Meanwhile, Russia is an autocratic oligarchy and, once again, the policies, culture, and structure of that nation are very, very far from “left wing.”

      1. I agree. But then the left/right-wing labels become meaningless if ostensibly Communist countries aren’t left-wing. Regardless, on any measure Israel’s neighbours are far more authoritarian, repressive, anti-human rights etc. than the world’s only Jewish state.

    2. Though now you have me wondering how many poorly informed people who nonetheless have very strong opinions on all sorts of issues think places like China and Russia are “left wing” simply because they partially oppose e.g. the US, or because of their recent political histories.

    3. I understand China (although it is debatable how much left wing they are currently, beyond the name of the ruling party), but Russia? They do not even claim to be leftish and they definitely aren’t.

    4. My view is that Russia and China have transitioned from left-authoritarian to right-authoritarian. China didn’t even bother to change the door plate – they still call themselves communist, even they’re hardcore capitalists now (which makes them a lot scarier, because capitalism actually works). With Russia it’s pretty obvious, just looking at who their allies in various European countries are.

  10. Leftists and liberals are unable to judge people they see as victims/underdogs by normal left/liberal standards. You can be a rabid ethno-nationalist, socially ultra-conservative, authoritarian and have “traitors” to your movement killed, as long as you call yourself a freedom fighter fighting oppression or a more powerful foe your being a right wing extremist will be overlooked. It’s a mix between victim veneration/empathy and the human tendency to simplify complex situations into black and white, hero and villain fairy tales. This is visible even within the US (Black Hebrew Israelites are normally not taken to task for their right wing extremism).
    Also, I have noticed a reluctance to use the normal political vocabulary on people from the Muslim world with the exception of Turks. Arab extremists might be called Islamists, they don’t get called right wing.

    1. Jez, that tells you everything you need to know about Jacobin, which conveniently overlooks the fact that independent journalism in both Hamas and PA-controlled territory is a life-threatening occupation. There’s ample documentation of both authoritarian establishments engaging in suppression of free journalism (see, for just one of a zillion examples, https://www.hrw.org/news/2016/08/30/palestine-crackdown-journalists-activists#—and this from Human Rights Watch, which never misses an opportunity to retail jihadist attacks on Israel as though they came from credible sources). When even HRW acknowledges that this is going on, you know things are dire for ‘free speech rights’. Jacobin reminds me of the old-time Stalinist rags that dutifully brayed about the ‘social facists’ (i.e., the anarcho-syndicalists desperately defending Barcelona against the Falangists and their Communist Party pals) during the Spanish Civil War. The level of intellectual honesty and integrity is roughly the same, along with that of Counterpunch and WSWW. These outfits aren’t the bottom of the barrel; they’re underneath the bloody barrel…

  11. Among the Rightist features of Right-wing Israel, we should certainly include the following.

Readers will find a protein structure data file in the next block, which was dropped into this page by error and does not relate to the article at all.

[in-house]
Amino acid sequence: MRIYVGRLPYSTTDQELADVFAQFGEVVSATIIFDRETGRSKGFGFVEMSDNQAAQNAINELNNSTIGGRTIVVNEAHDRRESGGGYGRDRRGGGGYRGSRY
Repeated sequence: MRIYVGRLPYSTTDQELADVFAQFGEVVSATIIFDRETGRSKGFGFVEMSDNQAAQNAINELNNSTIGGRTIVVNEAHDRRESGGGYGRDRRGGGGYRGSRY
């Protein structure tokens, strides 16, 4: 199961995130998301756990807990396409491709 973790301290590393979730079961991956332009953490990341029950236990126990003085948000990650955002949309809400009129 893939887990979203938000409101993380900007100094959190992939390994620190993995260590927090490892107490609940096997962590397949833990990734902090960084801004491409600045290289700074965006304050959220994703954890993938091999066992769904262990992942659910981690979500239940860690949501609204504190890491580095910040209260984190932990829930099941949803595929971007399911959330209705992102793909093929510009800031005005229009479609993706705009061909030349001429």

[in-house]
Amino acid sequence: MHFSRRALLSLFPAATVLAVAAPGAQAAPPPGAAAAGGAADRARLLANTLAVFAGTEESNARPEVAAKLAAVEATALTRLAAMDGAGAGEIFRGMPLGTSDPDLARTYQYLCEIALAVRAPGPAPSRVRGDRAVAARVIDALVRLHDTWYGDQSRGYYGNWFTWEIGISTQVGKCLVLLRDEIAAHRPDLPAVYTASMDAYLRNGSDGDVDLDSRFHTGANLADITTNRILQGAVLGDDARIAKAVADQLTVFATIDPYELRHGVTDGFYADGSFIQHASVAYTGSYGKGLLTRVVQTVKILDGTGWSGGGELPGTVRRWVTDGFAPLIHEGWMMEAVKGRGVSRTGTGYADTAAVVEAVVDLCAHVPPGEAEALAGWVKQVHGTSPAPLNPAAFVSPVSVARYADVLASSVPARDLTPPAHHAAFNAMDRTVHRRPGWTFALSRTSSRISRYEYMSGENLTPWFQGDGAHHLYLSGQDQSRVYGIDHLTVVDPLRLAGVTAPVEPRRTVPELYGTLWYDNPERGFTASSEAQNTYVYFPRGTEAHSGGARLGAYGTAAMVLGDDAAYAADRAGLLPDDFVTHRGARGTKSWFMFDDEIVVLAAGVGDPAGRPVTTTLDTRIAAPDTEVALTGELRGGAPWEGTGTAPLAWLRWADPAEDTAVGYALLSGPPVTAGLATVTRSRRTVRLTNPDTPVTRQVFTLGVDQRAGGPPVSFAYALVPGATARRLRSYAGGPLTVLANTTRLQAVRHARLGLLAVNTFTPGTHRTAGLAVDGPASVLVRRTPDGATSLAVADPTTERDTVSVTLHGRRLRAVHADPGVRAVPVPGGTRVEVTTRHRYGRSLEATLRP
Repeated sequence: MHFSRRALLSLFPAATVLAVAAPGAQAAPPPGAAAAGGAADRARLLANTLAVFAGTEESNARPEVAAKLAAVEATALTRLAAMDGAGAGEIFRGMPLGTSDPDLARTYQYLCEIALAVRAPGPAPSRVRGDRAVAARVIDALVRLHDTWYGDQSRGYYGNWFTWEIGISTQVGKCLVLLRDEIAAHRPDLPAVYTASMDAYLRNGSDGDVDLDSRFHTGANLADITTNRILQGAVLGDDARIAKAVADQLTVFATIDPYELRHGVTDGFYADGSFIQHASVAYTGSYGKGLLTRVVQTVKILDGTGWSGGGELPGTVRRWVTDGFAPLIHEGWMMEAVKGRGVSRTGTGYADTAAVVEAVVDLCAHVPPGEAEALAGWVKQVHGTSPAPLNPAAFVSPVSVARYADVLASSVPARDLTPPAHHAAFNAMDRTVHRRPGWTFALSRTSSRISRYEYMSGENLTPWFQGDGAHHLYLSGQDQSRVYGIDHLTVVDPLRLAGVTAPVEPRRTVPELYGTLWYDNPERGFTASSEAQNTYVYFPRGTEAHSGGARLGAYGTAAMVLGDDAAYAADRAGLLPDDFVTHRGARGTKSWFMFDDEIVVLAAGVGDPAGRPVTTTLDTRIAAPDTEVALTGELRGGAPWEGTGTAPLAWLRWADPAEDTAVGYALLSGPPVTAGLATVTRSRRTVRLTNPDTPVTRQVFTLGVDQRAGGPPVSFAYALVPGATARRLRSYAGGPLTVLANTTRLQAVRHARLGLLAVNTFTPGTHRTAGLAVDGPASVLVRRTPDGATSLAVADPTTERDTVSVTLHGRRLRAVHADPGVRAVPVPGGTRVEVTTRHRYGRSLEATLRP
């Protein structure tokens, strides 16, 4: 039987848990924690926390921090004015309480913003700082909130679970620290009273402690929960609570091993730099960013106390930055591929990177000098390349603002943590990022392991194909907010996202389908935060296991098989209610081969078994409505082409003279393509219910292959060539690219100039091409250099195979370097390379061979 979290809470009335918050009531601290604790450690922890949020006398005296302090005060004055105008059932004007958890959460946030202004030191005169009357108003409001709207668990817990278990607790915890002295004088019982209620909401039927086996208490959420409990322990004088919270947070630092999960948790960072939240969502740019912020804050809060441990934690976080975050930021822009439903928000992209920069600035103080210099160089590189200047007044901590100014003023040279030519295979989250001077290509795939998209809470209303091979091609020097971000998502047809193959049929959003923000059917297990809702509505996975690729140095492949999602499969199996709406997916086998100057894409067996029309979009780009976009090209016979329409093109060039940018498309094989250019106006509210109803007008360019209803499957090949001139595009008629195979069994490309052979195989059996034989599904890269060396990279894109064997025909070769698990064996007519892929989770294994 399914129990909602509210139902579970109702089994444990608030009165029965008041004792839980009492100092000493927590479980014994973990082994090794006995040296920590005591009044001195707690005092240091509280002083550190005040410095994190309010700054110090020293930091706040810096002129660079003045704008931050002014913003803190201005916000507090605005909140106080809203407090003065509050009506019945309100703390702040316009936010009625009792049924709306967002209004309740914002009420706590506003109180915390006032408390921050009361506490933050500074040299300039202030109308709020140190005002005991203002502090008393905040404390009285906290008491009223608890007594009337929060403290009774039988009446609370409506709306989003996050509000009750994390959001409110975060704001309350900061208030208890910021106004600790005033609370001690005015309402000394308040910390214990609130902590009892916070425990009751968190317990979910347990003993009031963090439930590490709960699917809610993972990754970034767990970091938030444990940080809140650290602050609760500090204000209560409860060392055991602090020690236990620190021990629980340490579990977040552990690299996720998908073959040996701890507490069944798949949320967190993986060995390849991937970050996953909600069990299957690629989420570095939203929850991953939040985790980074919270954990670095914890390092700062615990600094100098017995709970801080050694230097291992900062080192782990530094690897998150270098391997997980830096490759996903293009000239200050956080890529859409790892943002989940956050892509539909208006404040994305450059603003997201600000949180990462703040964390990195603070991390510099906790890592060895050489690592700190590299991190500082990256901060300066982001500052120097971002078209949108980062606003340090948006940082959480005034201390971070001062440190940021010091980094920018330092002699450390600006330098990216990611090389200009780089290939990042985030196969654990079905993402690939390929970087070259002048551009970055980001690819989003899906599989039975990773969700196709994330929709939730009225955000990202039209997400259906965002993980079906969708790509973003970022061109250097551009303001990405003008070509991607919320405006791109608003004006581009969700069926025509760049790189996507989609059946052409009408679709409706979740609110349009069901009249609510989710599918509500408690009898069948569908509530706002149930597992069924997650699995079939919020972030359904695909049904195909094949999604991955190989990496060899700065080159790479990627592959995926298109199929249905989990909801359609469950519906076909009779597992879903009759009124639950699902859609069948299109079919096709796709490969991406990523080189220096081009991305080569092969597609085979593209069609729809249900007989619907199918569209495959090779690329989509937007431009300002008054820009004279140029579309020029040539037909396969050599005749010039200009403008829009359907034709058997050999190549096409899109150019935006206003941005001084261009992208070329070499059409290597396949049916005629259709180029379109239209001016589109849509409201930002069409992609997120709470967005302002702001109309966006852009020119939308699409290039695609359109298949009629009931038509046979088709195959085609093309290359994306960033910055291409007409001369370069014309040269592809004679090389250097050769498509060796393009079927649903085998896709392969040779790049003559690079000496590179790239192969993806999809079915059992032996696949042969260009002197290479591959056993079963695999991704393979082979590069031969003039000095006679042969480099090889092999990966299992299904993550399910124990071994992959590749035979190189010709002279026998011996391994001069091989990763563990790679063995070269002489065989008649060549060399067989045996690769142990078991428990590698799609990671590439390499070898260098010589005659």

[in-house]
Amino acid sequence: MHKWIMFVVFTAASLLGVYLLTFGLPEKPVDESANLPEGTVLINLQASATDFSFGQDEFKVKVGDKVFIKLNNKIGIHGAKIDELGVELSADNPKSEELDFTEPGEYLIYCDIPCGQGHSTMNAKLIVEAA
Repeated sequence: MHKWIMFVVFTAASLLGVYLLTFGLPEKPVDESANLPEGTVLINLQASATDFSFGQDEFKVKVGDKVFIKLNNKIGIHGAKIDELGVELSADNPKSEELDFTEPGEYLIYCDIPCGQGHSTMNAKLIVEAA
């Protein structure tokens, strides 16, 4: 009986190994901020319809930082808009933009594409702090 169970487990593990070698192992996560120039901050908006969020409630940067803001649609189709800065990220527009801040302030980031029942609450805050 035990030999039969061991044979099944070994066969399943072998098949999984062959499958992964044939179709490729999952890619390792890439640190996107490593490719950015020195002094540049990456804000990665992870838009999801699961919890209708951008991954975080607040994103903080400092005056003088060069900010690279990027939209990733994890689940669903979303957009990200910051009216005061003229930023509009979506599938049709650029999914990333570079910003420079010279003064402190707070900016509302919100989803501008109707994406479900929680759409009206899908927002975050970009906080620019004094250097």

(1) The kibbutz movement, which are worker-owned and worker-managed collective enterprises. Although modern Progressive Thought ascribes the conception of such enterprises to something Professor Richard D. Wolff wrote yesterday, the first kibbutzim were founded under Ottoman rule more than a century ago. Their separation from Left-wing thought follows from the absence in the Kibbutz movement of political commissars, or a censorship office, or a secret police.

    (2) Histadrut, the umbrella labour organization of the Yishuv, the Jewish community in Israel. Histadrut was founded in 1920 as a labor union, and grew to be a cooperative owner of a variety of
    enterprises and the operator of a general medical and medical insurance system.

    (3) Multiple political parties, which change, fragment, merge, and rearrange like kaleidoscope images. This facet of Israeli life is most clearly contrary to the Progressive principles embodied in
    People’s Cuba, the People’s USSR (RIP), and the People’s German Democratic Republic (RIP).

    1. People are getting too hung up on the right-wing left-wing designation, which was, I suppose, my fault, but some are doing this, I believe, to engage in calling out the bad parts of Israel while remaining silent about Palestine.

      Let us take “right wing” as what the left wing in America criticizes as right-wing tendencies: oppression of women, of gays, and so on.. On those criteria, as one commenter said above, “Regardless, on any measure Israel’s neighbours are far more authoritarian, repressive, anti-human rights etc. than the world’s only Jewish state.”

      Somehow I don’t think that some of the commenters here would even agree with that anodyne statement. People are even defending Hitler as left wing when the American left associates Hitler worship with the extreme right. Jebus.

      1. Well, since that was me, I was certainly not “defending” Hitler as “left wing”. If I say that Mao and Pol Pot were left wing, that’s not defending them, it’s more condemning them. Indeed my whole point was to reject the notion that “left = good”, “right = bad”.

  12. It is I agree, a question of balance. No country and it’s power base is beyond criticism and calling out. What to me is appalling is in the way Hamas et al. are immune according to political characters of the west to this criticism and therefore seemingly ‘right’ in any callous, muderous, warlike action they care to take.